Or can a band also be validated by playing live? What is the live scene like today when people can sit in front of a computer screen and pretty much access everything by a click or two?
-I think, more than ever, live performance is what validates a band. The days of when bands could make an album and then sit back and let the sales and royalties come in are long gone. Nowadays, performance is the best way for a band to connect with an audience. Piracy and free downloading on the internet has turned the act of listening to music into a much more disposable medium, so for fans to really connect with a group they need to get out to the venues and see them perform so they can have a lasting experience that they cannot get from sitting in front of their computer.

As a band how much contact have you had with people in other countries? Does their interpretation of the band differ from the way you see the band?
-Most of the contact we’ve had from fans in other countries has been through the use of social media like MySpace, Facebook and, just recently, Twitter. We haven’t been afforded the opportunity to tour, but that is hopefully changing as we are looking to play some shows in the UK and, if sales should pick up through distribution, other countries in Europe. Having said that, the response from fans around the world has been very positive and it really seems to be the same type of interest, regardless of what country they are from. When someone from Germany, the U.S. or South America tells us how much they like our music, it’s usually been described using very similar words in all instances. So we seem to get fans who understand what Under Heaven is about right from the start.

What kind of feelings did you get when you realized that there are people in far away countries listening to you music?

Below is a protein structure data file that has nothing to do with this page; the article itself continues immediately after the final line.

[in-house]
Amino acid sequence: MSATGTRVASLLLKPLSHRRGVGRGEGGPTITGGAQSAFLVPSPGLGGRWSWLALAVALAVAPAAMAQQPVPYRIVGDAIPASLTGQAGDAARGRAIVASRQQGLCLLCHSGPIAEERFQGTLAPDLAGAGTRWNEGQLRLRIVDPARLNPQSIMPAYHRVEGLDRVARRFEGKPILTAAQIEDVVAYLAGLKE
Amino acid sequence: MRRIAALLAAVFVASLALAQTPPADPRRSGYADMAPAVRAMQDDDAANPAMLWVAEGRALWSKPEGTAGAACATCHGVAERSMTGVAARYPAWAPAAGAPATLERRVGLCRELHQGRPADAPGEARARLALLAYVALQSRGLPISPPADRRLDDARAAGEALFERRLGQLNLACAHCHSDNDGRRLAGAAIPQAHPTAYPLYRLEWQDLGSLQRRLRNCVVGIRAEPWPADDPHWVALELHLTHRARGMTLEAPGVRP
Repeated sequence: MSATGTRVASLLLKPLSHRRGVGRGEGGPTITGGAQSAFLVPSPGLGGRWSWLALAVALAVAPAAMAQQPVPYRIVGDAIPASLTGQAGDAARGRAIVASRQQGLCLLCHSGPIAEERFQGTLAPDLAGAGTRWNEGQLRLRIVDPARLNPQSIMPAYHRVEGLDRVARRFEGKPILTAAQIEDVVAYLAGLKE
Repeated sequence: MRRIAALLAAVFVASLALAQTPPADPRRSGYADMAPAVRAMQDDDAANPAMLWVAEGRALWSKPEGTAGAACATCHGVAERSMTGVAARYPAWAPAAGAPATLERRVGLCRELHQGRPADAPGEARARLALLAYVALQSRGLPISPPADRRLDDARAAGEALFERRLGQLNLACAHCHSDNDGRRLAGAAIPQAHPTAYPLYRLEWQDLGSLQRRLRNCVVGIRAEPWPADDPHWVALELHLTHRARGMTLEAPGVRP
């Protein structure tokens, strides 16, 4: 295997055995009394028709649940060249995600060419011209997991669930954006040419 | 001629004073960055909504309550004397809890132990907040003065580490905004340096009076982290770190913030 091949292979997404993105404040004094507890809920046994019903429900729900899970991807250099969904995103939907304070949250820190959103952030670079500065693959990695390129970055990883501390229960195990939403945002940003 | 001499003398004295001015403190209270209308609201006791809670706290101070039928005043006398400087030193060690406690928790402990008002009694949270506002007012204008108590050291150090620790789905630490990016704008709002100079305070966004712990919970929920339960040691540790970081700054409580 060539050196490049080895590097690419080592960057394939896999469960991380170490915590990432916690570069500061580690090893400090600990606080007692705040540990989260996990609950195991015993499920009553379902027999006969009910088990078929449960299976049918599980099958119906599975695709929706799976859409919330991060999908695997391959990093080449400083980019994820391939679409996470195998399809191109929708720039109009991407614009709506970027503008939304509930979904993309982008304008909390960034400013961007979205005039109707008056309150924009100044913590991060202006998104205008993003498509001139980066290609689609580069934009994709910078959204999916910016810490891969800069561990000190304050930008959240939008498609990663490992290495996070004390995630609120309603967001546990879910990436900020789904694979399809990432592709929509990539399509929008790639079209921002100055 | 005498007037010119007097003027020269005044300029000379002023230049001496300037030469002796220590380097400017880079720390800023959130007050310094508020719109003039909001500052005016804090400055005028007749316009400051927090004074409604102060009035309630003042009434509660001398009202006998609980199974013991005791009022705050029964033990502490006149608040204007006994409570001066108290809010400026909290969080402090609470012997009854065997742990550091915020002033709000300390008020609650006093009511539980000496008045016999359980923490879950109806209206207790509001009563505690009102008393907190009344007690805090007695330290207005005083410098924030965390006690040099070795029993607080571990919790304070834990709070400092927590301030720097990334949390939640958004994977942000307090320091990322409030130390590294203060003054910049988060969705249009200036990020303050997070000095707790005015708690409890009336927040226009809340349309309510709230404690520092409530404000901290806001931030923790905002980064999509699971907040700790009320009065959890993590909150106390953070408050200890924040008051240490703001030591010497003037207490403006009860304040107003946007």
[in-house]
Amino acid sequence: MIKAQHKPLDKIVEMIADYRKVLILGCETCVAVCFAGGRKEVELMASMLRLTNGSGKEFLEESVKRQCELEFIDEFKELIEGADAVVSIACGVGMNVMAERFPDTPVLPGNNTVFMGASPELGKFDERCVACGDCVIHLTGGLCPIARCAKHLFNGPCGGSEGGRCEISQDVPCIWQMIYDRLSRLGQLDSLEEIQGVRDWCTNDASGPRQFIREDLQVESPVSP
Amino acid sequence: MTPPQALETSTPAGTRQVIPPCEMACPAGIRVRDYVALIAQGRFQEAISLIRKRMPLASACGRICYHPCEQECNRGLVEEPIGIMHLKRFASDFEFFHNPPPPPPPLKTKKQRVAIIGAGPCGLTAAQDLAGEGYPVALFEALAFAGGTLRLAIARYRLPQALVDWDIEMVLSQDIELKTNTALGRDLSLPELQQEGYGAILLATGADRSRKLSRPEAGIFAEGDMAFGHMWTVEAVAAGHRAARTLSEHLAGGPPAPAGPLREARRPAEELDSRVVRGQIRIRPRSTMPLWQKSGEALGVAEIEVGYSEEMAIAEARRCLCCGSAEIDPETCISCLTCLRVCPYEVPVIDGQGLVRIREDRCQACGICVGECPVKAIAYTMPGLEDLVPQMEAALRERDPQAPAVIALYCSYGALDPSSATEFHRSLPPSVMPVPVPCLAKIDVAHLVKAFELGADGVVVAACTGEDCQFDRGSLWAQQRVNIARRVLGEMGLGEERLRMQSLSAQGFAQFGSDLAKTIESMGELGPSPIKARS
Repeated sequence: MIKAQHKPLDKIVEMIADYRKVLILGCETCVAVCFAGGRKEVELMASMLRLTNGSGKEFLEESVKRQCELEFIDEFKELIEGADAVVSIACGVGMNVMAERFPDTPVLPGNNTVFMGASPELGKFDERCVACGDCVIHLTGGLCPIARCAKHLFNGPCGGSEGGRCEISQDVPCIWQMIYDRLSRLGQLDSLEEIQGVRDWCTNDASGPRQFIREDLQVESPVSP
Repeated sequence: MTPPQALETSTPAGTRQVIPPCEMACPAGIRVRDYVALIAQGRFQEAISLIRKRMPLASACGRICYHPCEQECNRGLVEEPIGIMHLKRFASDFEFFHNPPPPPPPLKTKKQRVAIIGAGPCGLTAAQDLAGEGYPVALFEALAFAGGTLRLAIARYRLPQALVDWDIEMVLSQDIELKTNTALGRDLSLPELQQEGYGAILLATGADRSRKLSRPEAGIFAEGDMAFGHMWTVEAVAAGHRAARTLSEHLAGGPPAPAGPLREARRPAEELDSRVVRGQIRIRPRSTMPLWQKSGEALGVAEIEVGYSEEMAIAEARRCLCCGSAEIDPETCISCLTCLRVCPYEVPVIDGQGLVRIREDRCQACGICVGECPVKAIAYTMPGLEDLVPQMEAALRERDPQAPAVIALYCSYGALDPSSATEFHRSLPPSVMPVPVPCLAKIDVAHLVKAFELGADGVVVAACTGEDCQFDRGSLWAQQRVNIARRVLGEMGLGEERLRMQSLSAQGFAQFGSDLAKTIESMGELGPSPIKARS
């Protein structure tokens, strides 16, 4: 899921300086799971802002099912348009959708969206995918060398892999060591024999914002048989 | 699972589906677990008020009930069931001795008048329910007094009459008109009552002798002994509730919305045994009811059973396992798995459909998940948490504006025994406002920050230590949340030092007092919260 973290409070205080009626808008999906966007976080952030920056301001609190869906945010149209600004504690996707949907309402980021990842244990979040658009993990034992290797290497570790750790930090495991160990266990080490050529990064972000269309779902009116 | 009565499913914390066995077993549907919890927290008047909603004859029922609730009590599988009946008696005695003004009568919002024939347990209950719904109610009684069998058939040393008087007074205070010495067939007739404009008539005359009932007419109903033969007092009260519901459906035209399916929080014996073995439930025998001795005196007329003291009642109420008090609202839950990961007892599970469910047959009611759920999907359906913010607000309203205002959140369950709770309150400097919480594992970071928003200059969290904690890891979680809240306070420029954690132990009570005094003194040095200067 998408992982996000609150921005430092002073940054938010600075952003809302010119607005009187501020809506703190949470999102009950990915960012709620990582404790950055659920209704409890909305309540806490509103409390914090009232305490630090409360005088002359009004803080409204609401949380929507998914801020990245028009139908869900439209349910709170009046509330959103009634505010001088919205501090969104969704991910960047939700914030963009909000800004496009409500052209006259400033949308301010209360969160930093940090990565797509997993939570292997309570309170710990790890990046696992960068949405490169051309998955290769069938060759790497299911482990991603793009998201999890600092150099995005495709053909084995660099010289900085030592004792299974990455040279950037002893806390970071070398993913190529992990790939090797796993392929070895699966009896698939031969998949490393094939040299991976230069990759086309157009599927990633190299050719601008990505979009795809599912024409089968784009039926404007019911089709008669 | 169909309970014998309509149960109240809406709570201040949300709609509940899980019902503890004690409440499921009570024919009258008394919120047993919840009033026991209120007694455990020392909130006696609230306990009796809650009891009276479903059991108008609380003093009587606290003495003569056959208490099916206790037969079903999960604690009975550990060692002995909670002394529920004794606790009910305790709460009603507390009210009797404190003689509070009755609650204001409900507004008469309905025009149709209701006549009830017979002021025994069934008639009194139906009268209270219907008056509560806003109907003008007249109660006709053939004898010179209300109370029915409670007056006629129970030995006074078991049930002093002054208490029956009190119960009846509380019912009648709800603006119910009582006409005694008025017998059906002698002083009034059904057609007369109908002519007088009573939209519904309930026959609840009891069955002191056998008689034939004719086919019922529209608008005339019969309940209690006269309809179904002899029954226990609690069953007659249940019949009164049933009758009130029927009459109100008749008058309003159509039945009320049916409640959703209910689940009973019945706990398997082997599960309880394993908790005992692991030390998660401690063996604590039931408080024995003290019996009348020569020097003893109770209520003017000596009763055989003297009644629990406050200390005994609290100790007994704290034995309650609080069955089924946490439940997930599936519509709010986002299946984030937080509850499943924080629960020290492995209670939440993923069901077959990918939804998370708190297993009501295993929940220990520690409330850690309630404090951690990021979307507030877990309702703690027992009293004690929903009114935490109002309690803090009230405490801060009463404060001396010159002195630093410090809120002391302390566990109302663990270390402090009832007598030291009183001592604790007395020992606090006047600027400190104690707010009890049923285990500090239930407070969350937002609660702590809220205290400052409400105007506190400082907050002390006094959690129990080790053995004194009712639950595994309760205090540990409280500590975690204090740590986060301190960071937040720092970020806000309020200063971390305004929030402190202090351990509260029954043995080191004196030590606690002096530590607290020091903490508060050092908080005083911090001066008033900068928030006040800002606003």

-That’s one thing for which the internet has been a positive force: Reaching out globally. 20 years ago, this kind of fan reach as an independent artist would not have been possible. We both are always amazed when we see someone in Japan or Europe has bought our music. It’s just a great feeling knowing the world really is at your fingertips now to make these kinds of connections.

When you record how much time and effort goes into the track order? How important is the placing of the songs to the whole feeling of the record?
-The placement of tracks is so important to me because I think a band’s album is not just a collection of their songs. I feel there should also be an overall arc to the album, like telling a story from beginning to end. For me, a poorly placed song can disrupt the flow of listening to an album from start to finish. So when I’m writing, I’m actually making a conscious effort to hear where I think the song will be placed in sequence. I want the order of the songs to have an organic flow, a natural progression from one track to the next.

When you write songs do you do so with the intention of them fitting together as a unit or is each individual song more important than the whole?
-I strive to attain both concepts. An album is a complete unit to me because it’s kind of a snapshot of where a musician was at that particular point in their lives. So I like the whole album to have a certain cohesiveness to it. But I also like each song to stand on its own and be enjoyable by itself, as one song can often resonate deeper with someone than another track.

What will 2013 bring to UNDER HEAVEN?
– Well, after the re-launch of our first album “What Lies Between”, happening on February 11th, we’ll be wrapping up the completion of our second album “Nocturnes for the Divine & the Damned”, which will be released sometime in the Spring of 2013. We are hoping to play a lot of shows, starting in the UK and branching out from there. We want to try to reach as many fans as possible this year. And we already have the concept for the third album underway, even though that will be a couple of years from now. So all in all, a very busy, productive and exciting year for us!